A powerful reconstruction of Islamic State leader Abu Bakr al-Baghdadi’s last days and weeks before he was killed in a U.S. raid in northern Syria, including exclusive access to a Yazidi teenage slave he kept as he fled from one location to the next.

The death of the Islamic State group’s “caliph,” Abu Bakr al-Baghdadi, was one of the biggest and most competitive stories in the world in recent weeks. Journalists from various news organizations were scrambling to uncover details about the operation and how the Islamic State leader ended up in a hideout in Syria before his death.

Beirut-based Middle East reporter Sarah El Deeb put the AP out front with a story based on exclusive interviews that recounted al-Baghdadi’s final days before he blew himself up during an Oct. 26 raid by U.S. special forces on his heavily fortified safe house. El Deeb obtained insights on Baghdadi’s last days from a teenage girl the terrorist held as a slave by al-Baghdadi while he was on the run — his once expansive territory shrinking to a few isolated pockets in northern Syria.

El Deeb’s story included vivid details about how al-Baghdadi was being shuttled around Syria by a dwindling circle of confidants and wearing a disguise as a shepherd to avoid detection in desert towns. Associates described him as a “nervous wreck,” increasingly paranoid that traitors were in his midst.

Enhancing the narrative were dramatic details from the teenager who had been enslaved. El Deeb elicited the details through sensitive and dogged reporting.

Weeks earlier, while working on an investigative piece about the Islamic State group’s slavery of Yazidi women, El Deeb had met the teenager in Iraq who told her how she was kept by the IS leader and taken with him as he furtively moved around. El Deeb kept in touch with her, and when the news of his death broke, she reached out to her again and obtained untold details. She also spoke with trusted Kurdish and Iraqi officials and associates who painted a powerful inside look at al-Baghdadi’s last days. Baghdad reporter Qassim Abdul Zahra also contributed with an official source.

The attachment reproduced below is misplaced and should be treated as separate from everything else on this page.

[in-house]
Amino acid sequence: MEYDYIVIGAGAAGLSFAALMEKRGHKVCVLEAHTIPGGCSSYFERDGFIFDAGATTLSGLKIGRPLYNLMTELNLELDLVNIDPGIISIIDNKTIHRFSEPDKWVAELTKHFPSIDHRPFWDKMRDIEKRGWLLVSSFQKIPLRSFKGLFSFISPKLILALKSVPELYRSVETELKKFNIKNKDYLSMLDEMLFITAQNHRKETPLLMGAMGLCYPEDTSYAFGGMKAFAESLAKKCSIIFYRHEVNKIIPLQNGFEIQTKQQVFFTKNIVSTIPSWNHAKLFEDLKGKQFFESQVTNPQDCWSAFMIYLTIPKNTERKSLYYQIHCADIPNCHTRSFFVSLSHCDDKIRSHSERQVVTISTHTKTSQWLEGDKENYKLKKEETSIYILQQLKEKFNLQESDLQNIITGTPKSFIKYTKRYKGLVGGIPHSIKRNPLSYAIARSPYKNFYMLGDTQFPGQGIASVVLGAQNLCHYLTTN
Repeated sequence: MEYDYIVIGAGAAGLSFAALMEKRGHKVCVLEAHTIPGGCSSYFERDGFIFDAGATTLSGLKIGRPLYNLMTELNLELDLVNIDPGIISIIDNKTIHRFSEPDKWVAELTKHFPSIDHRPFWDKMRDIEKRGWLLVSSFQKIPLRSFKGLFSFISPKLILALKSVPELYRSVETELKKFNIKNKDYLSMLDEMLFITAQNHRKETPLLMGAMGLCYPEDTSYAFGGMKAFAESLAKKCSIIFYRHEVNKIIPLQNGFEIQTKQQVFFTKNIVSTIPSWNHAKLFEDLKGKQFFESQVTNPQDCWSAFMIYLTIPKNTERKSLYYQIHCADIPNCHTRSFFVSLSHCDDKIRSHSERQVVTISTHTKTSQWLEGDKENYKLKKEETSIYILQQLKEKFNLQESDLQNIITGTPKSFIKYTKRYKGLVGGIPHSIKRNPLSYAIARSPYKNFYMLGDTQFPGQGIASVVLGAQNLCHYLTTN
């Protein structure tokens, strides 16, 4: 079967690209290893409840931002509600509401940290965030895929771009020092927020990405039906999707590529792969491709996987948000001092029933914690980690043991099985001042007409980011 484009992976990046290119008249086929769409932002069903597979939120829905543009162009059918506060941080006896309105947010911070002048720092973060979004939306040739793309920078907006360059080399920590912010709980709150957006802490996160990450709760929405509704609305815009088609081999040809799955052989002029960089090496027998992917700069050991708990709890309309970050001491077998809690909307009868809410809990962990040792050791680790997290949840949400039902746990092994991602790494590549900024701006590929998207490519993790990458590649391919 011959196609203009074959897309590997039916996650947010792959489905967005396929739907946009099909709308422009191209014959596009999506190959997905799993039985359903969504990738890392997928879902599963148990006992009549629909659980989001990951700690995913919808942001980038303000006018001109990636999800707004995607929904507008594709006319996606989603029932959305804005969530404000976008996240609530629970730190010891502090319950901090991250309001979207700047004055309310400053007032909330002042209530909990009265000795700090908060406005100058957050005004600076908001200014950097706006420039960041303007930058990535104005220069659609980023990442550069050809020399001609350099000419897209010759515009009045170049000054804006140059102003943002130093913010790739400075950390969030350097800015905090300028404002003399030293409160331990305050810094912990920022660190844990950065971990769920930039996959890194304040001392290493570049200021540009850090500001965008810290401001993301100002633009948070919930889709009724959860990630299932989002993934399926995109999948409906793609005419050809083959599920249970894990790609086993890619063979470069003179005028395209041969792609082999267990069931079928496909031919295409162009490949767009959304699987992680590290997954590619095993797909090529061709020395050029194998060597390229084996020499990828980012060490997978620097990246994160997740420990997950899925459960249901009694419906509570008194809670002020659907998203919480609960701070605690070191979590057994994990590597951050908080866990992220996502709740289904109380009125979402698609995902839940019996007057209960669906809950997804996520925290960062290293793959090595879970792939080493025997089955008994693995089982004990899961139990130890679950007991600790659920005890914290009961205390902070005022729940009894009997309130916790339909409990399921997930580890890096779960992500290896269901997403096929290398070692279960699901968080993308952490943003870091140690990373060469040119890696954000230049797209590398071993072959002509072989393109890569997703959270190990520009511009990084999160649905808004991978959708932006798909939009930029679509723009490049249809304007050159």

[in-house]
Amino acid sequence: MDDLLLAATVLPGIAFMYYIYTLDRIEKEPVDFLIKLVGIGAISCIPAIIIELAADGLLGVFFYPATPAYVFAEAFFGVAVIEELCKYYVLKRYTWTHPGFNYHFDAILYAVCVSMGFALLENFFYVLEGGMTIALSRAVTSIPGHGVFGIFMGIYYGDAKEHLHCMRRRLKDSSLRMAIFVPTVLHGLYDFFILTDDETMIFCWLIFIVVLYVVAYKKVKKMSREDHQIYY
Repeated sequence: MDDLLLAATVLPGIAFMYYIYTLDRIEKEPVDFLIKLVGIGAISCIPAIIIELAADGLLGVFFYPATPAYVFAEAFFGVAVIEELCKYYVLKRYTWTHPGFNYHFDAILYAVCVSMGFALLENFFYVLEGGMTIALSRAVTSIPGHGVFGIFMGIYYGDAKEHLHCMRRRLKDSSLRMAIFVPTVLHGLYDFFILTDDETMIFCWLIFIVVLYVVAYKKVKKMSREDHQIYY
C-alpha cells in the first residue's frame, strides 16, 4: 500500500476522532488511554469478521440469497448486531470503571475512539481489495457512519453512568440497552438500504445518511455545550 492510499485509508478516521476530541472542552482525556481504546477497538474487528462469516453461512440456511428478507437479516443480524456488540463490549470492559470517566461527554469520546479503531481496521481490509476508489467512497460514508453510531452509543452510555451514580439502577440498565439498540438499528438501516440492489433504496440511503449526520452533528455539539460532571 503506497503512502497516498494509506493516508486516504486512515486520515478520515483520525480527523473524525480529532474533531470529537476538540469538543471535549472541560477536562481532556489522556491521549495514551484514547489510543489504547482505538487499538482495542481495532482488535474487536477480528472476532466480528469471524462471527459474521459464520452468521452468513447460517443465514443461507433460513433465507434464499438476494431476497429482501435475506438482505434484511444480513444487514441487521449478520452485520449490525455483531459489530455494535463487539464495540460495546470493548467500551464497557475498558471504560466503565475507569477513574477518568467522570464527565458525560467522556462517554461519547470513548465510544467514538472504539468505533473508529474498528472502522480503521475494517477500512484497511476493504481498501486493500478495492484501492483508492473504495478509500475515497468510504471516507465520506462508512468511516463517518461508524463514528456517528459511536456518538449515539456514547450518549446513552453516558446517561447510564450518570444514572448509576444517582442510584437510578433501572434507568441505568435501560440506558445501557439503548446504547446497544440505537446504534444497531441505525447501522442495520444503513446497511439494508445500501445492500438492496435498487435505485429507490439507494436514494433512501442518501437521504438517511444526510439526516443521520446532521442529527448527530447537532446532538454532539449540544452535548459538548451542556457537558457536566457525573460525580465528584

The story demonstrated not only the AP’s dominance on a global story but also trusted ability to provide facts-based reporting from the ground in the region. The story stood out from the many accounts that simply echoed the circumstances of the death articulated by President Donald Trump in his announcement about the U.S. raid.   

The story demonstrated the AP’s dominance on a global story and its ability to provide facts-based reporting from the ground in the region.

AP’s story was widely credited on TV, radio and websites and in print and resulted in numerous media requests for an interview. The story was mentioned in The Washington Post’s daily newsletter, featured in teh widely read Politico Playbook, and cited on social media by IS and Syria experts. The story received 150,000 page views on AP News and appeared on front pages in the U.S.

For outstanding source work and reporting on a story of intense interest, Sarah El Deeb wins AP’s Best of the Week award.